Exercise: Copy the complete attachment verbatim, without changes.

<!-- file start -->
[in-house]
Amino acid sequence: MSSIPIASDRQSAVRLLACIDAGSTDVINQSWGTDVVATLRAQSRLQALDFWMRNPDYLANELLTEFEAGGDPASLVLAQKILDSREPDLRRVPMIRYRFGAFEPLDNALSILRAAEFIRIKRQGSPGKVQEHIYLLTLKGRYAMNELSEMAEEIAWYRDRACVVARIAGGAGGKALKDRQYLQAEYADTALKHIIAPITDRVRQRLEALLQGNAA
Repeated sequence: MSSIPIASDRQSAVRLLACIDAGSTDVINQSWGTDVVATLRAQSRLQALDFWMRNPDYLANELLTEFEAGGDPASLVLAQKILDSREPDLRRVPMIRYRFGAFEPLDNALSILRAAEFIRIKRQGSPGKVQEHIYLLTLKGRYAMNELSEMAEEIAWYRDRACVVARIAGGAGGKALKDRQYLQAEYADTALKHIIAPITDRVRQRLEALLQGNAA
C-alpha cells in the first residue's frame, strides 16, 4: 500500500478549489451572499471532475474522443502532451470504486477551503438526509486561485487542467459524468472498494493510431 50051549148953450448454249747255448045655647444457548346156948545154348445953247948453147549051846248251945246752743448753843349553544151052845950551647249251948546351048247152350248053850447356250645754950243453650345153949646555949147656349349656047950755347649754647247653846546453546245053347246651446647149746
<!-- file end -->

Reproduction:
[in-house]
Amino acid sequence: MSSIPIASDRQSAVRLLACIDAGSTDVINQSWGTDVVATLRAQSRLQALDFWMRNPDYLANELLTEFEAGGDPASLVLAQKILDSREPDLRRVPMIRYRFGAFEPLDNALSILRAAEFIRIKRQGSPGKVQEHIYLLTLKGRYAMNELSEMAEEIAWYRDRACVVARIAGGAGGKALKDRQYLQAEYADTALKHIIAPITDRVRQRLEALLQGNAA
Repeated sequence: MSSIPIASDRQSAVRLLACIDAGSTDVINQSWGTDVVATLRAQSRLQALDFWMRNPDYLANELLTEFEAGGDPASLVLAQKILDSREPDLRRVPMIRYRFGAFEPLDNALSILRAAEFIRIKRQGSPGKVQEHIYLLTLKGRYAMNELSEMAEEIAWYRDRACVVARIAGGAGGKALKDRQYLQAEYADTALKHIIAPITDRVRQRLEALLQGNAA
C-alpha cells in the first residue's frame, strides 16, 4: 500500500478549489451572499471532475474522443502532451470504486477551503438526509486561485487542467459524468472498494493510431 50051549148953450448454249747255448045655647444457548346156948545154348445953247948453147549051846248251945246752743448753843349553544151052845950551647249251948546351048247152350248053850447356250645754950243453650345153949646555949147656349349656047950755347649754647247653846546453546245053347246651446647149746